Monday, February 16, 2009

From Whence I Came...Juliane Feucht

On February 16, 1870, in Detroit, Michigan, a baby daughter was born to Johann Jacob Feucht and his wife, Magdalena (Helena) Bauer. This daughter was named Christine Katherine Juliane but she was called Juliane for her entire life. One day she would be one of my great-grandmothers!

Juliane was the 6th of what would be 10 children born to Jacob and Helena and she joined her older siblings Elizabeth, Rosa and Conrad. Two other siblings, Georg and Karoline had died as infants.

A devout Lutheran couple, Jacob and Helena had their baby daughter baptized on March 20, 1870 at Trinity Lutheran Church in Detroit. Her sponsors were Peter and Christine Lutz and Katharine Feucht. The minister performing the baptism was the Rev. J.A. Huegli who served Trinity from 1860-1902. It is unknown to me at this time who these sponsors were in relation to the Feucht family but obviously Katharine Feucht was in some way related.



The 1870 US census for Detroit, MI shows the Jacob and Helena Feucht family with Juliane listed as a 3 month old infant.




















The 1880 US census showed the family again, living on Macomb Street in Detroit, with Juliane now 10 years old.






















No data is known of Juliane's life from birth until she married, nor how she and her future husband met, but I do have this photo of her that was taken when she was a teenager. I feel she was one beautiful young woman.



On October 7, 1891 Juliane married Rudolph Myer Schulte at Bethany Lutheran Church in Detroit. Their witnesses at their marriage were Felix Hauer, the husband of Rudolph's sister, Elizabeth, and Margaret Feucht, the sister of Juliane.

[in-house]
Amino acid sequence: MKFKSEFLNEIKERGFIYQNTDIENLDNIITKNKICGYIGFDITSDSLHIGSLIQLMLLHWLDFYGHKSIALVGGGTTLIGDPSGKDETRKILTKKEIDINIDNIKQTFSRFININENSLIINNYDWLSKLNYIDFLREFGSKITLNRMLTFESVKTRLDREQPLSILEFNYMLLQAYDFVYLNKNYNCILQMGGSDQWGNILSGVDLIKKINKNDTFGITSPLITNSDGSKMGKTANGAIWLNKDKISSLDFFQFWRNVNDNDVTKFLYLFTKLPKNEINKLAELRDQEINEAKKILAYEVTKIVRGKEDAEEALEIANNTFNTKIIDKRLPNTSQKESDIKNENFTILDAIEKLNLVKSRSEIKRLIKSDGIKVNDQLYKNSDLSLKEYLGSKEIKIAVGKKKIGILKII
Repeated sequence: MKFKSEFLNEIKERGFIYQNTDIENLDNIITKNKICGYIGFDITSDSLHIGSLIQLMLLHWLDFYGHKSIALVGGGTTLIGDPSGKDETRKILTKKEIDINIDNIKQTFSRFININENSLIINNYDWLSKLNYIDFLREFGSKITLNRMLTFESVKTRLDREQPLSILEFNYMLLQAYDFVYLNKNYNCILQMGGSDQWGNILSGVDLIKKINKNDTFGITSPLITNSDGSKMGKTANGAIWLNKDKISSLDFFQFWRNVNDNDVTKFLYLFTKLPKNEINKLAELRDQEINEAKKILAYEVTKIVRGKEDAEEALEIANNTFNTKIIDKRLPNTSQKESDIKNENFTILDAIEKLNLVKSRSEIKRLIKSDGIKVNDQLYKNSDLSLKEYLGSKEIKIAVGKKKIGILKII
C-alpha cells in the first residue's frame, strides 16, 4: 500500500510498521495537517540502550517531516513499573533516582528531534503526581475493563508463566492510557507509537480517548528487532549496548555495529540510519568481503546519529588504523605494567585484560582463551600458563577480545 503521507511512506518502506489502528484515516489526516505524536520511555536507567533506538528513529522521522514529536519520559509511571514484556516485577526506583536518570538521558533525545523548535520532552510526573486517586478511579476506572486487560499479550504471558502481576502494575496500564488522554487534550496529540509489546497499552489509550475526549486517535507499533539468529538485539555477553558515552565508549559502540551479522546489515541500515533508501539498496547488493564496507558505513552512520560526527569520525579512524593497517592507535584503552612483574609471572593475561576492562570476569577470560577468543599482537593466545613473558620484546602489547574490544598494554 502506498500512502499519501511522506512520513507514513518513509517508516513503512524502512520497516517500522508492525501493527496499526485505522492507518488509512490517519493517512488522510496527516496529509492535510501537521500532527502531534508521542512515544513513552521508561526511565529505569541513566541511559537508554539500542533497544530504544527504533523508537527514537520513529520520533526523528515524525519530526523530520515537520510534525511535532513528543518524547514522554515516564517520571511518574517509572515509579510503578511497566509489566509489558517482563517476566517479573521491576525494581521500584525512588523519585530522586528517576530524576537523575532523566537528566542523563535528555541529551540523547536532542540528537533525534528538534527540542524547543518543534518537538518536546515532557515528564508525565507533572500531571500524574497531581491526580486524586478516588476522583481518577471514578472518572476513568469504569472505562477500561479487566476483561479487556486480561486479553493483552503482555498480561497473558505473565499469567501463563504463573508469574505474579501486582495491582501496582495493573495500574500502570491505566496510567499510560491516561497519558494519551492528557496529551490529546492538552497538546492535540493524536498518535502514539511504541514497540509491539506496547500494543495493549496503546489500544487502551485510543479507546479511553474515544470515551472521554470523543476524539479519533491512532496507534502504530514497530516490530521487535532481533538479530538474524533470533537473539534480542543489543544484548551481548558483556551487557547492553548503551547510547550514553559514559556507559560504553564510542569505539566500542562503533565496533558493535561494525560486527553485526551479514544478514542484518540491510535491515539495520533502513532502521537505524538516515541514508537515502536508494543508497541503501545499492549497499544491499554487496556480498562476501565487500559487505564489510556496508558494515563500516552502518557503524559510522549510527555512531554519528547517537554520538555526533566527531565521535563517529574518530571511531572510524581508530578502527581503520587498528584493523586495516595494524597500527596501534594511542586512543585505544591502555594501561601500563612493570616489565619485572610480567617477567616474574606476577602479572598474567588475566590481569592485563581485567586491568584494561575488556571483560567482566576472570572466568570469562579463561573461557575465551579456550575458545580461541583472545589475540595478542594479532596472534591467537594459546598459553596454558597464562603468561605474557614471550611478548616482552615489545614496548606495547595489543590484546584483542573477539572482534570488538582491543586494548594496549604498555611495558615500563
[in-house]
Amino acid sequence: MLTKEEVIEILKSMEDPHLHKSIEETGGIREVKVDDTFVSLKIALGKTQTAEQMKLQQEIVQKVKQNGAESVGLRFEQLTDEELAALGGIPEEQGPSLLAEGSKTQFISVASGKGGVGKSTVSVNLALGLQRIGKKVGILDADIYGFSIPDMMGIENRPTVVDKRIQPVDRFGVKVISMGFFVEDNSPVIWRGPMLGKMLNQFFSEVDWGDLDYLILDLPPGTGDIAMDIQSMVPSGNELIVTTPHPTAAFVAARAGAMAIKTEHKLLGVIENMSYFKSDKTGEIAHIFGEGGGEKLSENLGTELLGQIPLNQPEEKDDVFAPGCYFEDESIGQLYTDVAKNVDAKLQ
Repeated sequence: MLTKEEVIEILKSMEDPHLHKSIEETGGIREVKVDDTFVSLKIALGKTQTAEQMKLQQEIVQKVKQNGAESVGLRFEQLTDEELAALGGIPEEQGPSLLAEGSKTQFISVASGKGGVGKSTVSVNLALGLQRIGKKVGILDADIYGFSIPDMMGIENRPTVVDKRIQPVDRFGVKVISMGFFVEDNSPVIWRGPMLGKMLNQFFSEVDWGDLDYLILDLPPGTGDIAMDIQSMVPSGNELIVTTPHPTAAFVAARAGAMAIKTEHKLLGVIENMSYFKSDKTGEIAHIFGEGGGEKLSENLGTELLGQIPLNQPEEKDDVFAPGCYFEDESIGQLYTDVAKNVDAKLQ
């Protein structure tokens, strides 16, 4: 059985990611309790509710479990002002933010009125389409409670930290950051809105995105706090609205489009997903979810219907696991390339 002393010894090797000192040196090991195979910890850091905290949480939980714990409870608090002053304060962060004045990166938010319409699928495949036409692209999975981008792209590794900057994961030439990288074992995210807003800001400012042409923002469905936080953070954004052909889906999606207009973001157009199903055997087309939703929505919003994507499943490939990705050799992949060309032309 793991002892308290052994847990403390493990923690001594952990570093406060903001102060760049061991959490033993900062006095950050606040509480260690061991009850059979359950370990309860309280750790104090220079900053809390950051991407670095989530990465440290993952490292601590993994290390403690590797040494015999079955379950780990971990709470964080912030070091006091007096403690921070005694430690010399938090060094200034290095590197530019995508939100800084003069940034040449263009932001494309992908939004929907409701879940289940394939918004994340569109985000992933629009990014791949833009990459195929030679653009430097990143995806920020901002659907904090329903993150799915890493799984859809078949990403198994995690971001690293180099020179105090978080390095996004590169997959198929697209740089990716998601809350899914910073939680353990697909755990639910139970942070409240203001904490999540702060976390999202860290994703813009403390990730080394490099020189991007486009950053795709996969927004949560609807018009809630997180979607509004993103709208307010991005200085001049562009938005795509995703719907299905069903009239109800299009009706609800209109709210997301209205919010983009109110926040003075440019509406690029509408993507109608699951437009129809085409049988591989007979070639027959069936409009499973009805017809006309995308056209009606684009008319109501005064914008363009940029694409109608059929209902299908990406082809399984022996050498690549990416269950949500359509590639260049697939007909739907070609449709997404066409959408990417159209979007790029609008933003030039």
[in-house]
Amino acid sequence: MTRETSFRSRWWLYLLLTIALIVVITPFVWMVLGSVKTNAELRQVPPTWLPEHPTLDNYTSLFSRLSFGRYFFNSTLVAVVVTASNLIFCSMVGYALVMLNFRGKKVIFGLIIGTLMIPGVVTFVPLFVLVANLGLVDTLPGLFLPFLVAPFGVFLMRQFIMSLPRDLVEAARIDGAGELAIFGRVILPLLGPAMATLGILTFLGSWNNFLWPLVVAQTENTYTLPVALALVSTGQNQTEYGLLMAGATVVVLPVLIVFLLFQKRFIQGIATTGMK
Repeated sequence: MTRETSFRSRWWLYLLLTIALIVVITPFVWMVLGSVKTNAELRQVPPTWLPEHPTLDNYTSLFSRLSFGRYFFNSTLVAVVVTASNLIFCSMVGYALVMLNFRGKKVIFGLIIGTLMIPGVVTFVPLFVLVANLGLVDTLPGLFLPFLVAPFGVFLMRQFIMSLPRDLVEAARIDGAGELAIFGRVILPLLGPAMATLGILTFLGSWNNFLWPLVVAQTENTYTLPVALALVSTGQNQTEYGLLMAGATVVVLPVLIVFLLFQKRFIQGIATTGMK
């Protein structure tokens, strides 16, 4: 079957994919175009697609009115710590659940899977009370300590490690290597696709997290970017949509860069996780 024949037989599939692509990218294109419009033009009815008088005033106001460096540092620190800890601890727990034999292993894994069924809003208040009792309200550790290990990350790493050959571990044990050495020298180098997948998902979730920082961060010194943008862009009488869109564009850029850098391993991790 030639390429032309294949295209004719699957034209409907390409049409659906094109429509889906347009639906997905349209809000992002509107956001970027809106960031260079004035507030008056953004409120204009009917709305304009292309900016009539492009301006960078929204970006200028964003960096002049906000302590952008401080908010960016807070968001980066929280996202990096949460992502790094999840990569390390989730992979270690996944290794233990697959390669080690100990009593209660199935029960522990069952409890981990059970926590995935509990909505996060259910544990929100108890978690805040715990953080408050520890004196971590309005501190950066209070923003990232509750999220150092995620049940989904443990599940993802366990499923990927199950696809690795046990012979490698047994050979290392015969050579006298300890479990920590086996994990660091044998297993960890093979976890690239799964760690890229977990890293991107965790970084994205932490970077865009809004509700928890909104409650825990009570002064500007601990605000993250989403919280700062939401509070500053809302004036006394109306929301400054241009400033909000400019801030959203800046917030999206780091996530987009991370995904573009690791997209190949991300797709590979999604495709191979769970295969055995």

On May 14, 1892, a baby daughter, Irene Elisabeth, was born to Rudolph and Juliane, but she passed away shortly after birth and was buried in the Feucht family plot at Trinity Lutheran Cemetery on Mt. Elliot Avenue in Detroit.

On August 4, 1894, Juliane and Rudolph welcomed a baby son, Elmer Meyer Schulte, into their family and it was obvious that Juliane was a loving mother. When I was growing up, my grandfather, Elmer, talked lovingly to me about his mother and his memories of her.

In my grandparent's home was this lamp which my grandfather told me had belonged to his mother, Juliane, and I am proud to have this lamp in my home now, over 100 years after my great-grandmother was enjoying it in her home.



In 1898, Rudolph was in the Navy, serving in the Spanish American War and Juliane was at home in Detroit raising son, Elmer. By 1900, Rudolph was home and the family appeared in the 1900 Detroit census living on St. Aubin Avenue. Why Rudolph is listed as "W.F." Schulte is obviously an error with the census taker.



The personal information I have on Juliane came to me from my grandfather and I wish now that I had questioned him more on his mother. He told me that his mother was a wonderful person and he was very close to her, however, she became ill in 1906 with cancer, about the time this photo was taken of her with her husband and son.



On January 14, 1907, my great-grandmother, Juliane Feucht Schulte, passed away from liver cancer and she was buried in her Schulte in-law's family plot at Trinity Lutheran Cemetery on Mt. Elliot in Detroit. There was a gravestone on the grave which over the years was vandalized and removed. But I have visited the grave often and, hopefully, my great-grandmother has felt the fact that her great-granddaughter thinks often of her.



Today, February 16, 2009, would be my great-grandmother, Juliane's 139th birthday. Very few photos of Juliane exist though I am happy for the three that I have. Despite only having his mother for 12 years, my grandfather carried many memories of her with him for his whole life and he was the most wonderful and loving man there could be; I am sure these qualities came to him from his mother as well.

I think my great-grandmother would be pleased to know that her only great-granddaughter is honoring her memory in this way.





Above photos and images - personal collection of Cheryl Schulte

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